Telsa’s shares rose more than 4% in early trade after its chief executive teased a new “masterplan”.
Elon Musk tweeted on Sunday that he would issue a follow-up to his original vision for the electric car company.
But he gave no hint as to what it would contain.
In recent weeks, Tesla has had to deal with the crash of one of its cars driving in autopilot mode and controversy over a proposed merger with a solar panel provider led by Mr Musk.
The firm also confirmed it had fallen short of its car production target again.
“There’s a lot of very enthusiastic Tesla fans that look for a reason to buy this stock,” commented Efraim Levy, a Wall Street analyst at SP Capital.
“The fact that there will be – at least in their minds – potential upside from a new masterplan… is contributing to the rise in the valuation today.
“But on a fundamental basis, I think it’s an expensive stock.”
Mr Musk’s original plan was published in August 2006 and detailed how he intended to make a “low-cost family car” that would be more eco-friendly than petrol-based alternatives.
This was eventually revealed as the Model 3 in April of this year. The company has since received more than 400,000 pre-orders for the car.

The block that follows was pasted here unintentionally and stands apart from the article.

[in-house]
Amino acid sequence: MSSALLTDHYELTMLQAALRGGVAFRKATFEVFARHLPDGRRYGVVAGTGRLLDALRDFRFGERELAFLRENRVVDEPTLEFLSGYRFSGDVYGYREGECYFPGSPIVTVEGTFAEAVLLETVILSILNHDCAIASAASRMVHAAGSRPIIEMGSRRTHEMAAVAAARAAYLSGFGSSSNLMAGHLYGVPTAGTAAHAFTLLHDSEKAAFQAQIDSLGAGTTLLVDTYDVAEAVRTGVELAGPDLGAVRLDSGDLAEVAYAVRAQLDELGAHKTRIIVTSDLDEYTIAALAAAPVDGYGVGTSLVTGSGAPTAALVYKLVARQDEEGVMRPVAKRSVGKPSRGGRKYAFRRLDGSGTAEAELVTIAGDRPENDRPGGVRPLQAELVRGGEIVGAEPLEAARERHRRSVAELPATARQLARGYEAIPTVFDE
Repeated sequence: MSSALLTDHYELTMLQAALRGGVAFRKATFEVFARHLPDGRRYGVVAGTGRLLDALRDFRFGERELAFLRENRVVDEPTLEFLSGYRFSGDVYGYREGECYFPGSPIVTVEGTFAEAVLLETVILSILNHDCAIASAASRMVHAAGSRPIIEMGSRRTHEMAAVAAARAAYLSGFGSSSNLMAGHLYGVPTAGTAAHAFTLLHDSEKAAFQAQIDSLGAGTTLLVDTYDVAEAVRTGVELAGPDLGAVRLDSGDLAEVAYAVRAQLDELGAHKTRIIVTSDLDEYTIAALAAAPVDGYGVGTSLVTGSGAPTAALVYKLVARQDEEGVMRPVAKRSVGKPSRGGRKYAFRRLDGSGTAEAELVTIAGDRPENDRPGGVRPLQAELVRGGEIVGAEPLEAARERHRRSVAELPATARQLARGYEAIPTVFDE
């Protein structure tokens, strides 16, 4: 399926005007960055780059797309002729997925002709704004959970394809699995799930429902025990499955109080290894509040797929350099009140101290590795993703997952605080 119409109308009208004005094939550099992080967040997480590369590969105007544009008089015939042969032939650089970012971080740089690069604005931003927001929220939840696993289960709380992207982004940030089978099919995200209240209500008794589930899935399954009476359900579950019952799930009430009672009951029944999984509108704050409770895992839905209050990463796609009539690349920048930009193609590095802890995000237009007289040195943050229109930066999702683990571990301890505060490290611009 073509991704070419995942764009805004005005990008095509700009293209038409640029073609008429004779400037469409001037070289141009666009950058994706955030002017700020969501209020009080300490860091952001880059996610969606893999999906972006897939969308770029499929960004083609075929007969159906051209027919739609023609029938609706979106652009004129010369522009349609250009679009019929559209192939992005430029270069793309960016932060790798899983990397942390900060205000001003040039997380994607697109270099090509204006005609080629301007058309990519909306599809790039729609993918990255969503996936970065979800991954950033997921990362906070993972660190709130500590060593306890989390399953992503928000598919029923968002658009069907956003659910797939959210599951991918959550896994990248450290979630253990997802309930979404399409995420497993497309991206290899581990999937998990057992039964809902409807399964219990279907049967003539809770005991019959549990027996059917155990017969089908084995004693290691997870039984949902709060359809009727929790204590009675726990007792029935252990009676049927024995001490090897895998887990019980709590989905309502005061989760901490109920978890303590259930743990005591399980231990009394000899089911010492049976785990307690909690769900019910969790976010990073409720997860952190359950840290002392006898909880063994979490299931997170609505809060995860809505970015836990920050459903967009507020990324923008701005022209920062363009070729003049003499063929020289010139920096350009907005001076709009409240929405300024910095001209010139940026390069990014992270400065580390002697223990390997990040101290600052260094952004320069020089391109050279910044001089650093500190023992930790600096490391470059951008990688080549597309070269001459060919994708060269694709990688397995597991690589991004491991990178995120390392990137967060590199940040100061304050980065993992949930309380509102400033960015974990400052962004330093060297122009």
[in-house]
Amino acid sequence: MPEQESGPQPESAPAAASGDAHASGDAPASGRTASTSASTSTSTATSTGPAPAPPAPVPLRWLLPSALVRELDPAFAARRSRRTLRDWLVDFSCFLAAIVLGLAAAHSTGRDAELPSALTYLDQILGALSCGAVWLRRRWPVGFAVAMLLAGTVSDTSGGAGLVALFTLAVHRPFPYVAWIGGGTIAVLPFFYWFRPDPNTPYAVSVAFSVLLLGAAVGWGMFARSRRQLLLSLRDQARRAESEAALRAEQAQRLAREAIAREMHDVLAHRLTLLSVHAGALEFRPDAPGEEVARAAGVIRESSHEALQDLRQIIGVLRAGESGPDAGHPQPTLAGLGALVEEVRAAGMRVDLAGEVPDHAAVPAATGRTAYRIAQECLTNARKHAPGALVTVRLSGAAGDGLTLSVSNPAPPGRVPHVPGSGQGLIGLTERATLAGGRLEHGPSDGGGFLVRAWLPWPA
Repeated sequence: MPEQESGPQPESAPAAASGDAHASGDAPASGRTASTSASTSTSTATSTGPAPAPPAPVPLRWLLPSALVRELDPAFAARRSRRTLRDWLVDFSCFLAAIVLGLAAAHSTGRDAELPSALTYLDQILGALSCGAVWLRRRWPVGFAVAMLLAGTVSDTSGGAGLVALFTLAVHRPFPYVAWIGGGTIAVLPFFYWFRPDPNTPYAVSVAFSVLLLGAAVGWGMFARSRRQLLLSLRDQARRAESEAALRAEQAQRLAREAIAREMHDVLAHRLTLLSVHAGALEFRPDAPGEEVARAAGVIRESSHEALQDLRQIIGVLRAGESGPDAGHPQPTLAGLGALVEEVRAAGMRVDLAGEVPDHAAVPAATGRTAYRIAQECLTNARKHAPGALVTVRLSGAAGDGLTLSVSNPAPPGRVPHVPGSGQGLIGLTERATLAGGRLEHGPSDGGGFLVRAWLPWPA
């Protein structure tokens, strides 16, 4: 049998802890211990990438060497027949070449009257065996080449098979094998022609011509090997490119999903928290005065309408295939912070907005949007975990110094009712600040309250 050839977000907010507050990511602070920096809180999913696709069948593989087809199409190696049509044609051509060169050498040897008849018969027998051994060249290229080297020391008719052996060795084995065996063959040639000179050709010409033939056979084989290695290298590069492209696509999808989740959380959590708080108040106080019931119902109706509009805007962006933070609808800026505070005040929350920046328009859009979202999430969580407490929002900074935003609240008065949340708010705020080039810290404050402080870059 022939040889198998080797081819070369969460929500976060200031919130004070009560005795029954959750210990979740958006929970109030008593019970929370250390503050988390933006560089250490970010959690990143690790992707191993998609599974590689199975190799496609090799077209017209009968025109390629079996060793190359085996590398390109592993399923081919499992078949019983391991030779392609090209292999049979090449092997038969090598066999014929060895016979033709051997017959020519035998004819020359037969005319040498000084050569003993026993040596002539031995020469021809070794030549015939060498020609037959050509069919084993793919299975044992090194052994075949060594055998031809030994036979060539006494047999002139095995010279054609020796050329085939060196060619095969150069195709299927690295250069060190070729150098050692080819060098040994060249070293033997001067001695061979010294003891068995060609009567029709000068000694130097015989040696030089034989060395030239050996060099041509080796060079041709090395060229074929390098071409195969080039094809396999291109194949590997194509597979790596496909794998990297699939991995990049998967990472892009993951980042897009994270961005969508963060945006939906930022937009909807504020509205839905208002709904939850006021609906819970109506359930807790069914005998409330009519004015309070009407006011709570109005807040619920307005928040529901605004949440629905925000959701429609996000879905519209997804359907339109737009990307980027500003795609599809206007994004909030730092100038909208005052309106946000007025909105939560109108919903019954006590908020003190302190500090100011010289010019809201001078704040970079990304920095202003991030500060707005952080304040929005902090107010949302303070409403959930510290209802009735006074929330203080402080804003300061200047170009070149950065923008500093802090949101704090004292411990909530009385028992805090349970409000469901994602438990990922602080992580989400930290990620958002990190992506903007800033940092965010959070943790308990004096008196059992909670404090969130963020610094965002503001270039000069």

Although Mr Musk is keeping quiet about what the new plan will detail, he has posted several tweets in defence of his firm’s autopilot feature.
The facility allows its cars to automatically steer, change lanes and adjust their speed in response to traffic while driving on motorways.
Earlier this month, Tesla revealed that Joshua Brown, a Model S owner, had died after its software was unable to recognise “the white side of the tractor trailer against a brightly lit sky” that had driven across the car’s path in Florida.
The car’s manual warns that autopilot cannot always detect other details and it is described as being in “beta”.
“Use of word ‘beta’ is explicitly so that drivers don’t get comfortable. It is not beta software in the standard sense,” Mr Musk tweeted.
“Point of calling it ‘beta’ was to emphasise to those who chose to use it that it wasn’t perfect.”
He added that he expected it would take another half a year until the system had clocked up more then one billion miles of use outside of Tesla’s labs.
He added: “1B needed for min statistical sample size. More software mods and data may be needed beyond that.”
Last week, the automaker denied suggestions that the feature had caused a second car crash in Pennsylvania.
“Based on the information we have now, we have no reason to believe that autopilot had anything to do with this accident,” it said.
Mr Musk has also faced criticism for planning to combine Tesla and SolarCity.
He is both the chairman of the solar panel firm and one of its biggest shareholders.
Investment manager Jim Chanos has described the idea as being “shameful”, claiming the tie-up would cause great stress to both businesses.
But Mr Musk defended the idea saying it would help to create “a seamlessly integrated Tesla battery and solar panel product that looks beautiful”.